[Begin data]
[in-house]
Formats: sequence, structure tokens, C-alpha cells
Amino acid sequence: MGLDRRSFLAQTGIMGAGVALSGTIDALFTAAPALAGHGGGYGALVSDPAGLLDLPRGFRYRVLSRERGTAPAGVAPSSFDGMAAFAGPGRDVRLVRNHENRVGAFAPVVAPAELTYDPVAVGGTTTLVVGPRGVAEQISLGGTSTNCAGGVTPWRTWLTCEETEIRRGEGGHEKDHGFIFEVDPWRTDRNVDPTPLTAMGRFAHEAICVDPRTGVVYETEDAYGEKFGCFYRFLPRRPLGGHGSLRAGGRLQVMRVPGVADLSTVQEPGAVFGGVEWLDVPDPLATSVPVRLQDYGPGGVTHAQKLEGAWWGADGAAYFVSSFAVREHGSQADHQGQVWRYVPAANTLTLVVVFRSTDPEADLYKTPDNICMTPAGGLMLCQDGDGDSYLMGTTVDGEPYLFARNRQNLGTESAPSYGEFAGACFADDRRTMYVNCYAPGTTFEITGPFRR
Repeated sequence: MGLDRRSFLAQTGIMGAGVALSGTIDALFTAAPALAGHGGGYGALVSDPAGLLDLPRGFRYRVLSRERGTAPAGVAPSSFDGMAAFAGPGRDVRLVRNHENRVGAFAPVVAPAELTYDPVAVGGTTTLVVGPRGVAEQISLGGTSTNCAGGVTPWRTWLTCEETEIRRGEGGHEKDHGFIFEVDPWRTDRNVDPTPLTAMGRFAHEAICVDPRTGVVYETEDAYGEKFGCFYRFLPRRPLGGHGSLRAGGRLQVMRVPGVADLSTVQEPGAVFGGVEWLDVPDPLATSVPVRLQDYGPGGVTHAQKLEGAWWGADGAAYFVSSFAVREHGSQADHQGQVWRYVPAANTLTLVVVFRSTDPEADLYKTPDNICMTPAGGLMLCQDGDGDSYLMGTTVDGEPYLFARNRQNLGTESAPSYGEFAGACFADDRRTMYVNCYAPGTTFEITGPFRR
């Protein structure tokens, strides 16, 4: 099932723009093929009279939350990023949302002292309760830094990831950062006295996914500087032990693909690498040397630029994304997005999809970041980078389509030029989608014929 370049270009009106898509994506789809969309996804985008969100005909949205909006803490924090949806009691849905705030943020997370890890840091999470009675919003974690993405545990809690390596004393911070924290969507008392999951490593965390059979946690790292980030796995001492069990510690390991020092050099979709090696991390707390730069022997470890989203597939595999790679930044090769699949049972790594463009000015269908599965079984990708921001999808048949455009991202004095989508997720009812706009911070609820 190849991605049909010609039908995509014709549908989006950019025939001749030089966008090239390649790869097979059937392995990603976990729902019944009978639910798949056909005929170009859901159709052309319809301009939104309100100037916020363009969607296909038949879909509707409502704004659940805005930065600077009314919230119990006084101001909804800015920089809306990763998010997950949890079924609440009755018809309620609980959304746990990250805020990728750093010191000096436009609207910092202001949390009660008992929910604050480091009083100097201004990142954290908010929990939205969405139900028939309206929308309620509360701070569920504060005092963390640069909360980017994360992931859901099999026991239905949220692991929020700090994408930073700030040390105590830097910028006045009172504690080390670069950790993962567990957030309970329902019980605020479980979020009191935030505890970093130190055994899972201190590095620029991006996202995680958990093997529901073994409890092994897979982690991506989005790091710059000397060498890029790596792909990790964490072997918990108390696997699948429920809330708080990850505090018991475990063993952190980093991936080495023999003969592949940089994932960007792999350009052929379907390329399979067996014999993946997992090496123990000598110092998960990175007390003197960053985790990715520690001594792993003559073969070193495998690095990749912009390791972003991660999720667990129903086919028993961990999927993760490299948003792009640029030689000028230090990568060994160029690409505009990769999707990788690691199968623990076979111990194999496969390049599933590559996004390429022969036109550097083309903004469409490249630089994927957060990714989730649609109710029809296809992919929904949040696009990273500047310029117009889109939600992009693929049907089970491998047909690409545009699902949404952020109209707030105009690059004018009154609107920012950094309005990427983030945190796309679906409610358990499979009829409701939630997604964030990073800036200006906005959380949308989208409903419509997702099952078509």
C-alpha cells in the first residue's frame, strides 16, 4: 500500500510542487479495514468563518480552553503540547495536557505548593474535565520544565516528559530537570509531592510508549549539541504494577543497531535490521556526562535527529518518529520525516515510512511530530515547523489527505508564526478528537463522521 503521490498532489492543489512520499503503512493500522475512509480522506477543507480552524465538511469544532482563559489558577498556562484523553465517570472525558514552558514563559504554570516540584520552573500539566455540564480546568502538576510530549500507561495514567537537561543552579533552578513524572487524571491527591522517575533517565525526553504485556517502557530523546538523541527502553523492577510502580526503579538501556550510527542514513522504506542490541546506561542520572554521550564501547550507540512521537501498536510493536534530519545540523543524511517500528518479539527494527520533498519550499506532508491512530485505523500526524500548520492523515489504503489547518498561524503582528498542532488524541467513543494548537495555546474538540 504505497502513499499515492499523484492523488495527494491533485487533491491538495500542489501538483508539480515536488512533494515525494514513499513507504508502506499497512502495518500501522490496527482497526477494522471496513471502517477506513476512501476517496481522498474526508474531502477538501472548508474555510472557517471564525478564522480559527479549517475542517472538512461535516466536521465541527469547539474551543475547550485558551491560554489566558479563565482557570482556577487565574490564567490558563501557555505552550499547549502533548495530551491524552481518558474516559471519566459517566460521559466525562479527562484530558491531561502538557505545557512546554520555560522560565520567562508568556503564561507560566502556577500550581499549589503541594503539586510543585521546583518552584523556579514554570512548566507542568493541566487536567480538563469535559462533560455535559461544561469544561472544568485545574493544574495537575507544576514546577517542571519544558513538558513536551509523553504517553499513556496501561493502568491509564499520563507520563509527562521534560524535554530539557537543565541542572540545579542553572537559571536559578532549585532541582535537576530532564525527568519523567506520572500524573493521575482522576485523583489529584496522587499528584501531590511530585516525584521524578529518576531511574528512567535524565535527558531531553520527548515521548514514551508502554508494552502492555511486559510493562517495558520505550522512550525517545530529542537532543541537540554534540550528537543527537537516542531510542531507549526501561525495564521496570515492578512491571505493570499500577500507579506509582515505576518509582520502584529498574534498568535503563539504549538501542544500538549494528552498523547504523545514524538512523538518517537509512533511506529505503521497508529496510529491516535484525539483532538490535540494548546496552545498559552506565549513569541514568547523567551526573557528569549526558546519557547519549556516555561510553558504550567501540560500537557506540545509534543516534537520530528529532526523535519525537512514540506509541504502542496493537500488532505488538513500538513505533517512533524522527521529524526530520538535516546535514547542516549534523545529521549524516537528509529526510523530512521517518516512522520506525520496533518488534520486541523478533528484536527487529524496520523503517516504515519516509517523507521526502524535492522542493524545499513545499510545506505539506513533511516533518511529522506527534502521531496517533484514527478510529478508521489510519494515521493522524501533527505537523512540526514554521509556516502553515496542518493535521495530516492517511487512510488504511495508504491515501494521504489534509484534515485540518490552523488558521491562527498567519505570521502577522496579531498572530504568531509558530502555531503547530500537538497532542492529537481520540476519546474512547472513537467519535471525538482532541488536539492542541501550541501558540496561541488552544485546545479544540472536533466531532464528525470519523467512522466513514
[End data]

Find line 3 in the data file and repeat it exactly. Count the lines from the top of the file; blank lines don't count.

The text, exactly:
Amino acid sequence: MGLDRRSFLAQTGIMGAGVALSGTIDALFTAAPALAGHGGGYGALVSDPAGLLDLPRGFRYRVLSRERGTAPAGVAPSSFDGMAAFAGPGRDVRLVRNHENRVGAFAPVVAPAELTYDPVAVGGTTTLVVGPRGVAEQISLGGTSTNCAGGVTPWRTWLTCEETEIRRGEGGHEKDHGFIFEVDPWRTDRNVDPTPLTAMGRFAHEAICVDPRTGVVYETEDAYGEKFGCFYRFLPRRPLGGHGSLRAGGRLQVMRVPGVADLSTVQEPGAVFGGVEWLDVPDPLATSVPVRLQDYGPGGVTHAQKLEGAWWGADGAAYFVSSFAVREHGSQADHQGQVWRYVPAANTLTLVVVFRSTDPEADLYKTPDNICMTPAGGLMLCQDGDGDSYLMGTTVDGEPYLFARNRQNLGTESAPSYGEFAGACFADDRRTMYVNCYAPGTTFEITGPFRR